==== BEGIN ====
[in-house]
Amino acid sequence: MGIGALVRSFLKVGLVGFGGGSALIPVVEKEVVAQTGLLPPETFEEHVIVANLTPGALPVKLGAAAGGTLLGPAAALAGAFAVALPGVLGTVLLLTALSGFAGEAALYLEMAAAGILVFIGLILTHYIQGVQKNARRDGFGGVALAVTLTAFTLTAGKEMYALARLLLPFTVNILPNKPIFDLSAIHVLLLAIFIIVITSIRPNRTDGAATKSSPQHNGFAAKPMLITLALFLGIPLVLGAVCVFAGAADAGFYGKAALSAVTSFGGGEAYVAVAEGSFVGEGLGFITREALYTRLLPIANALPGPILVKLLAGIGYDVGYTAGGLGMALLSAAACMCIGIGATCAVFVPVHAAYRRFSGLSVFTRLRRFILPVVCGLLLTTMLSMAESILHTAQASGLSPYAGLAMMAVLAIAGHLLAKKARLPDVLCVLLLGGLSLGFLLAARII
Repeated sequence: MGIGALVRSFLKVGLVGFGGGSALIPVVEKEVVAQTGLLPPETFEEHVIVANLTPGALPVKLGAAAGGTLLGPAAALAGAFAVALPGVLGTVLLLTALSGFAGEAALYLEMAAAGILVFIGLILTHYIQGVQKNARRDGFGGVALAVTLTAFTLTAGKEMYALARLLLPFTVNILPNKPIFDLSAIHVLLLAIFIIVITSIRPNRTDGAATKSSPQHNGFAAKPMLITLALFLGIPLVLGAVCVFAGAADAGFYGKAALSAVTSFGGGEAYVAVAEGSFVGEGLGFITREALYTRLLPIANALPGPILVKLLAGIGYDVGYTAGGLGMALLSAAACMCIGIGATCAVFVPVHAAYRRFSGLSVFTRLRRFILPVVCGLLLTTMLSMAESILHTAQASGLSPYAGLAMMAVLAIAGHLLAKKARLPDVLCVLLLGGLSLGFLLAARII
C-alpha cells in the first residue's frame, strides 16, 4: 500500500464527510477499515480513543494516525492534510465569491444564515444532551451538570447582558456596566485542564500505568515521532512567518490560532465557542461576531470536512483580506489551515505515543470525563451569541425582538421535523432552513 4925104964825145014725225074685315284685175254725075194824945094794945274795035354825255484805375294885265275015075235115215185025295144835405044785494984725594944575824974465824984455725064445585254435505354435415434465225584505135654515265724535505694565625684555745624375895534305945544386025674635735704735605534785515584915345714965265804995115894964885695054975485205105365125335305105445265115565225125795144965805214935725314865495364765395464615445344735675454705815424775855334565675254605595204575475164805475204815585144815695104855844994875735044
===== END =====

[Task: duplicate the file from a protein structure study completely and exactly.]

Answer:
[in-house]
Amino acid sequence: MGIGALVRSFLKVGLVGFGGGSALIPVVEKEVVAQTGLLPPETFEEHVIVANLTPGALPVKLGAAAGGTLLGPAAALAGAFAVALPGVLGTVLLLTALSGFAGEAALYLEMAAAGILVFIGLILTHYIQGVQKNARRDGFGGVALAVTLTAFTLTAGKEMYALARLLLPFTVNILPNKPIFDLSAIHVLLLAIFIIVITSIRPNRTDGAATKSSPQHNGFAAKPMLITLALFLGIPLVLGAVCVFAGAADAGFYGKAALSAVTSFGGGEAYVAVAEGSFVGEGLGFITREALYTRLLPIANALPGPILVKLLAGIGYDVGYTAGGLGMALLSAAACMCIGIGATCAVFVPVHAAYRRFSGLSVFTRLRRFILPVVCGLLLTTMLSMAESILHTAQASGLSPYAGLAMMAVLAIAGHLLAKKARLPDVLCVLLLGGLSLGFLLAARII
Repeated sequence: MGIGALVRSFLKVGLVGFGGGSALIPVVEKEVVAQTGLLPPETFEEHVIVANLTPGALPVKLGAAAGGTLLGPAAALAGAFAVALPGVLGTVLLLTALSGFAGEAALYLEMAAAGILVFIGLILTHYIQGVQKNARRDGFGGVALAVTLTAFTLTAGKEMYALARLLLPFTVNILPNKPIFDLSAIHVLLLAIFIIVITSIRPNRTDGAATKSSPQHNGFAAKPMLITLALFLGIPLVLGAVCVFAGAADAGFYGKAALSAVTSFGGGEAYVAVAEGSFVGEGLGFITREALYTRLLPIANALPGPILVKLLAGIGYDVGYTAGGLGMALLSAAACMCIGIGATCAVFVPVHAAYRRFSGLSVFTRLRRFILPVVCGLLLTTMLSMAESILHTAQASGLSPYAGLAMMAVLAIAGHLLAKKARLPDVLCVLLLGGLSLGFLLAARII
C-alpha cells in the first residue's frame, strides 16, 4: 500500500464527510477499515480513543494516525492534510465569491444564515444532551451538570447582558456596566485542564500505568515521532512567518490560532465557542461576531470536512483580506489551515505515543470525563451569541425582538421535523432552513 4925104964825145014725225074685315284685175254725075194824945094794945274795035354825255484805375294885265275015075235115215185025295144835405044785494984725594944575824974465824984455725064445585254435505354435415434465225584505135654515265724535505694565625684555745624375895534305945544386025674635735704735605534785515584915345714965265804995115894964885695054975485205105365125335305105445265115565225125795144965805214935725314865495364765395464615445344735675454705815424775855334565675254605595204575475164805475204815585144815695104855844994875735044